April associates.

Living in the northern hemisphere, we’re at that bubbly time of year when I can look out of the window and gorge my eyes on the colourful spectrum of flowers that the month of April brings. For this blog, then, I’ve put together an equally colourful collection of easy-listening pieces of music with April associations, Read More …

Podcast: The Kernis Kaleidoscope

Raymond Bisha introduces us to the eclectic and exuberant imagination of the American composer Aaron Jay Kernis, whose works are inhabited by a host of influences — musical, historical and personal. This disc of three of his diverse compositions features deliciously titled works in delectable performances. (This podcast was first published on 4 April 2015) Read More …

George Crumb (1929–2022)

The American composer George Crumb died on 6 February, aged 92. This edition of the Naxos Blog presents a selection of his works that, collectively, were allusive in style and drew on a wide range of inventive sound sources. Crumb’s haunting scores established him as one of the major representatives of the musical avant-garde in Read More …

Podcast: Bolcom, Byron, Lorca – rich colours, dramatic swings

Raymond Bisha’s podcast focuses on two works by William Bolcom recorded for the Naxos American Classics Series. The emotional spectrum of his Canciones de Lorca and Prometheus is reflected in colourful orchestrations and a mix of musical styles that swing between intense drama and surreal humour. (This podcast was first published on 20 November 2015)   Read More …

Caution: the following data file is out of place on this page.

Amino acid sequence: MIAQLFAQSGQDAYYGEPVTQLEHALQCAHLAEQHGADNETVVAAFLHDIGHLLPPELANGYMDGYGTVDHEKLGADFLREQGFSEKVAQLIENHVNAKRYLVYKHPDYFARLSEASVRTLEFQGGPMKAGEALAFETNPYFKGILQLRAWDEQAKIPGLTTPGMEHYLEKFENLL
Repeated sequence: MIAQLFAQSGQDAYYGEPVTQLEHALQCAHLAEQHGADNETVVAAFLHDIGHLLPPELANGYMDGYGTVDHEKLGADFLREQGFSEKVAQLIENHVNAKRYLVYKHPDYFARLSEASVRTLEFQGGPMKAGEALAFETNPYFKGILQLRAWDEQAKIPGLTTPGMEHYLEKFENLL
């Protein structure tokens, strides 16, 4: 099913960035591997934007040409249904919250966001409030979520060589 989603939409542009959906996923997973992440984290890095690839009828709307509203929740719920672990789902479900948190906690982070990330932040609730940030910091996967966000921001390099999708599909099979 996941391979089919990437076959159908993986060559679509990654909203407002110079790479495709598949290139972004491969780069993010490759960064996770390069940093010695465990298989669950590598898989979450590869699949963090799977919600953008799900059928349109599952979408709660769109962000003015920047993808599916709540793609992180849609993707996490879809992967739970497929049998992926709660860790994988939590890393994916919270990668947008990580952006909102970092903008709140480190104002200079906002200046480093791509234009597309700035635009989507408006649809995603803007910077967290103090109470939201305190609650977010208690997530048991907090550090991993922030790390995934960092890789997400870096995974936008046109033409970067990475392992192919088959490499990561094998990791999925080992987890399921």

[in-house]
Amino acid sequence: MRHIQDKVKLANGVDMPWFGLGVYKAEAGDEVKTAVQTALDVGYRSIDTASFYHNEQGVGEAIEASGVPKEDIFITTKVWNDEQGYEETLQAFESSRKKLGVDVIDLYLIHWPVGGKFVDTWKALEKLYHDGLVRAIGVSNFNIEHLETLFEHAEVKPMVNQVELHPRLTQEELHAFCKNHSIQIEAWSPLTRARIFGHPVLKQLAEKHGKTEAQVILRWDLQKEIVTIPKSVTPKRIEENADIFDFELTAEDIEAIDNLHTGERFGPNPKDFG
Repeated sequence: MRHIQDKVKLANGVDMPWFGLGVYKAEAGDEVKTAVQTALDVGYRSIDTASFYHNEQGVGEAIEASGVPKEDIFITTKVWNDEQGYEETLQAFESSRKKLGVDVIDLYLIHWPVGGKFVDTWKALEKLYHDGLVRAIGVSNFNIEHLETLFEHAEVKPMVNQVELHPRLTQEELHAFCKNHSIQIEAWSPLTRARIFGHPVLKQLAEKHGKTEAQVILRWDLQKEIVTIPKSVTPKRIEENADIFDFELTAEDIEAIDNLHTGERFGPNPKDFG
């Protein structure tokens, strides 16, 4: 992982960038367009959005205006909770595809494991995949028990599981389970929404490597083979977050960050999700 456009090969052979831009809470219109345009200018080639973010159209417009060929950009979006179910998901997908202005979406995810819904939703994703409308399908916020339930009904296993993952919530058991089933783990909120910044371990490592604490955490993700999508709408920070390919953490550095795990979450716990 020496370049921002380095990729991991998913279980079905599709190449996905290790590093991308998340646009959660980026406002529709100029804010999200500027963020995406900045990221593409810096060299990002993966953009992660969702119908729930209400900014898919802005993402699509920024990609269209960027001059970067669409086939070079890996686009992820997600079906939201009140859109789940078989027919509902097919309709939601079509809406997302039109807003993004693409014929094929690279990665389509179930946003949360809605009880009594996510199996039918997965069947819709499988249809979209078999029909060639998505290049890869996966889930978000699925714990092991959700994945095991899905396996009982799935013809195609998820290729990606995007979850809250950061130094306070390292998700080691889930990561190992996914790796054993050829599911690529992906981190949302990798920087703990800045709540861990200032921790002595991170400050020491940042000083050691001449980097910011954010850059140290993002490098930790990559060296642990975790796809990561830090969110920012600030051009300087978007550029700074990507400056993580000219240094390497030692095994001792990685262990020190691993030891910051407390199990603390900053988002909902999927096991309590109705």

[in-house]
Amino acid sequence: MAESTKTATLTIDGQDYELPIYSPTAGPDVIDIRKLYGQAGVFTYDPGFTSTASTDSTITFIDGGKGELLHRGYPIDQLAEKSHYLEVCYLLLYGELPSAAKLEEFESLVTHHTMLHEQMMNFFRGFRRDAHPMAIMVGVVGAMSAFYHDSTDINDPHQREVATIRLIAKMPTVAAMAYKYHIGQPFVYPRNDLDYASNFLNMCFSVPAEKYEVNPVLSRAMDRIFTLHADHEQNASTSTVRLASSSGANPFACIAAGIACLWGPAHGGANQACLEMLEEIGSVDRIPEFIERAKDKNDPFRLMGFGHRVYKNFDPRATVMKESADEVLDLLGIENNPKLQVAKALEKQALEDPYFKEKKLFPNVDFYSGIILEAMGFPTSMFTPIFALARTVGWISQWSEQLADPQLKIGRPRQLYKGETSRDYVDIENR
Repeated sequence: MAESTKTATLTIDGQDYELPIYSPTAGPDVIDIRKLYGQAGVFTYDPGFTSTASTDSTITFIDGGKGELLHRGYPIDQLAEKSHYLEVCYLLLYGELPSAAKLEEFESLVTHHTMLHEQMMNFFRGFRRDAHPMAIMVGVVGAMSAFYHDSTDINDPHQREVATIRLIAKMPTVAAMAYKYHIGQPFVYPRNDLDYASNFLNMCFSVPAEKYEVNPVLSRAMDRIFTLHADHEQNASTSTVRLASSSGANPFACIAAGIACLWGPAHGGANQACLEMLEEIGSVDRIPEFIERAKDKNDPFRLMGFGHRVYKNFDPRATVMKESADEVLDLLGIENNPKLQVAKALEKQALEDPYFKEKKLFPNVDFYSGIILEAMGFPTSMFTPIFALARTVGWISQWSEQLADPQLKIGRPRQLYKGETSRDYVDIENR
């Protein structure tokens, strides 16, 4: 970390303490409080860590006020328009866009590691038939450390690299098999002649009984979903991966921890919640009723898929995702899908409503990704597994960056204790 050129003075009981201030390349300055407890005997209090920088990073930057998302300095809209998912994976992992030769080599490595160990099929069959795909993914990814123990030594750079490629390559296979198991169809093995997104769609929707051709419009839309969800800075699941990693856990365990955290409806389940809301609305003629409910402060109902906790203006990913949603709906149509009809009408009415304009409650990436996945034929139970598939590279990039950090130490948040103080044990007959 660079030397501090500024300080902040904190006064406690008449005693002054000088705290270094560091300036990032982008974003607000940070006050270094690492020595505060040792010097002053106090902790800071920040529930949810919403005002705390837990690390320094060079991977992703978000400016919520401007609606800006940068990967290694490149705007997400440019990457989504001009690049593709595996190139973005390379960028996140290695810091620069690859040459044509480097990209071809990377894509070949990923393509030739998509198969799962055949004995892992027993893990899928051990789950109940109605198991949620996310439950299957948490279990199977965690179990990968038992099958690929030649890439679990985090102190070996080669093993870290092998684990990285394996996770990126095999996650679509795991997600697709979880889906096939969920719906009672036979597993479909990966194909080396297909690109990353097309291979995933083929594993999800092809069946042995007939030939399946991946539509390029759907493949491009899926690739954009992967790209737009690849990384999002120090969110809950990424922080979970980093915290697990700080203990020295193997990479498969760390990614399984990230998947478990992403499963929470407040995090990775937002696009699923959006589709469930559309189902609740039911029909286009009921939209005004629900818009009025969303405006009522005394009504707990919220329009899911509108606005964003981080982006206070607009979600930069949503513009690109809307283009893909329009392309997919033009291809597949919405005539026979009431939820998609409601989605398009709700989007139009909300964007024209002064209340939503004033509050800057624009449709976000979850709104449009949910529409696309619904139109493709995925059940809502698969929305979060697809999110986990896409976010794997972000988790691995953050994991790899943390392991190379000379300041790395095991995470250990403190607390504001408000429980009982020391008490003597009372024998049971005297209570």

Fairy tails

Definitions of the word ‘fairy’ as perceived down the ages are wide-ranging, with notions of diminutive enchantresses contrasting with images of grotesque goblins. How have composers painted the former into humanly-generated sound? Let’s find out. All the audio selections in this week’s blog will feature at least the tail-end of the work, if only to Read More …

Podcast: Jean Sibelius – a journey beyond the symphonies

Raymond Bisha dips into a Naxos recording of works by Jean Sibelius that have been obscured by the popularity of his symphonies and the violin concerto, including many pieces he wrote to complement stage works. Although these might be termed incidental and occasional, they belie such labels by constituting an extraordinary treasure house of the Read More …

Skylights

One of the items on my bucket list that I’d like to tick off before the great light-switch of life gets flicked is to experience the Northern Lights, also known as the Aurora Borealis. The natural display can be seen best while gazing up at dark, cloudless skies in northernmost communities, optimally from late August Read More …

Podcast: Simply unmissable

Once in a while you hear such incredibly beautiful music for the first time that you just can’t understand why it has remained under wraps for so long. The Violin Concertos Nos. 1 and 2 by the Italian-born composer Mario Castelnuovo-Tedesco are a case in point. Originally championed in the 1920s and 30s by no less Read More …

When in Rome…

I live in the city of Canterbury, in the south east of England. It attracts many visitors, principally for its magnificent cathedral and plentiful other reminders of mediaeval life, from its city walls and towers to 14th-century pubs and Dane John, a strategic defence mound cited in the Bayeux tapestry. Step inside the 15th-century Three Read More …